Utah lawmakers have tried various methods of controlling questionable Internet content, especially the availability of pornography to children.
Little has been successful.
But a legislative committee studying the issue this spring and summer heard Wednesday about some real-world alternatives that Utah lawmakers can adopt.
Local Internet providers, like locally based XMission, have raised concerns about state legislators trying to control a medium that answers to Congress and is protected by constitutional guarantees of freedom of speech and interstate commerce.
But those advocating controls told lawmakers there are ways to restrict access to child pornography already illegal in the United States and keep minors from accessing adult-only-legal sexually explicit Web sites.
Among the proposals were penalizing those who leave their wireless networks open and rewarding Internet providers that self-police access to pornography.
The discussion in the Public Utilities and Technology Interim Study Committee was often technical, with committee members having to be brought up to speed on various terms and applications.
"My brain is on the edge of frying, trying to understand" the technology involved, said committee co-chairman Sen. Scott Jenkins, R-Plain City.
Ralph Yarro, a parent volunteering his time to stem what he calls a crisis of inappropriate material flowing over an unregulated Internet, understands the confusion lawmakers face, saying there is a huge "generation gap" between what teens and pre-teens can do on the Internet and what their parents understand.
Cheryl Preston, a law professor at Brigham Young University who has been studying various legal methods to keeping Internet porn out of the reach of minors, said when she discusses the problem she often hears the argument: "What are these kids' mothers doing" and why are they not watching what their children are doing on the computer?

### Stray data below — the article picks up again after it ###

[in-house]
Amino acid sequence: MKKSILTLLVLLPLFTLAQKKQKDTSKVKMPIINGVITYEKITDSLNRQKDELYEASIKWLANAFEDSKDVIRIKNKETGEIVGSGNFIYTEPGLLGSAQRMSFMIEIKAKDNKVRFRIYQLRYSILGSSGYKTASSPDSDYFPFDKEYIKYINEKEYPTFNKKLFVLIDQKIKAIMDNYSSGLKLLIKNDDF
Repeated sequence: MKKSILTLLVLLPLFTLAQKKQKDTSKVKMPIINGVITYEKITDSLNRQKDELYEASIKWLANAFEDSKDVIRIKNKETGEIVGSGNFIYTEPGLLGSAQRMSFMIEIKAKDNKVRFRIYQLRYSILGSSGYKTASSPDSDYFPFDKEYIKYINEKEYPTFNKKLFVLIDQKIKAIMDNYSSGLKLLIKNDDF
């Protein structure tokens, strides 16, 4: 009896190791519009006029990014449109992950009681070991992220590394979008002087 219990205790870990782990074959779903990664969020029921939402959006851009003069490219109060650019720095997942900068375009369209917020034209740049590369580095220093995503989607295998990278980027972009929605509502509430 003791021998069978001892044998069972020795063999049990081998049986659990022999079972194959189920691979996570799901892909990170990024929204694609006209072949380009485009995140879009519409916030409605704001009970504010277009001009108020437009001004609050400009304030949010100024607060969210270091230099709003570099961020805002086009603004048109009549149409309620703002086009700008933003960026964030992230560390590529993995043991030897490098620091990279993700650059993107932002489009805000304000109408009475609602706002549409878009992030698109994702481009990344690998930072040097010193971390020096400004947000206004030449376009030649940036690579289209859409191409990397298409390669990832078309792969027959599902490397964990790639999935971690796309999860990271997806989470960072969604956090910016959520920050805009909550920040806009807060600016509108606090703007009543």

But many parents aren't tech savvy, she said. "The mothers are just glad to see their kids doing their homework on the home computer."
Beyond that, however, is that many teens know how to get around filters in the home computer or know where they can get open-access wireless Internet "where they can watch porn all day long," said Yarro, who heads a group called CP80, which advocates congressional action to set up family-friendly Internet groupings that would filter out porn Internet addresses.
Pete Ashdown is the founder and owner of XMission, a local Internet service provider.
Ashdown, who was the Democratic U.S. Senate candidate a year ago, said XMission has been providing Internet filters to his clients for more than 10 years long before the Utah Legislature got involved in Internet control.
"I find it odd that they talk about a seal of approval if you don't provide porn to minors. That is already against the law. And if I do that, I should be thrown in jail, more of an incentive than some seal," said Ashdown, who said he didn't know about the committee hearing and so didn't attend.
Ashdown was responding to a proposal from Preston that would designate Utah-based Internet service providers "community conscious" by state government if they require that its Internet users don't publish obscene material, take down obscene material and comply with court orders to remove any prohibited content. She said tax incentives could also be offered to companies that participate in the program.
"If you're a Utah provider we'll give you a designation that you can use in your advertising that you're an ISP that's chosen to (be) helpful in eliminating pornography. If you choose not to do that, great. But the citizens in Utah will be made aware," she said.
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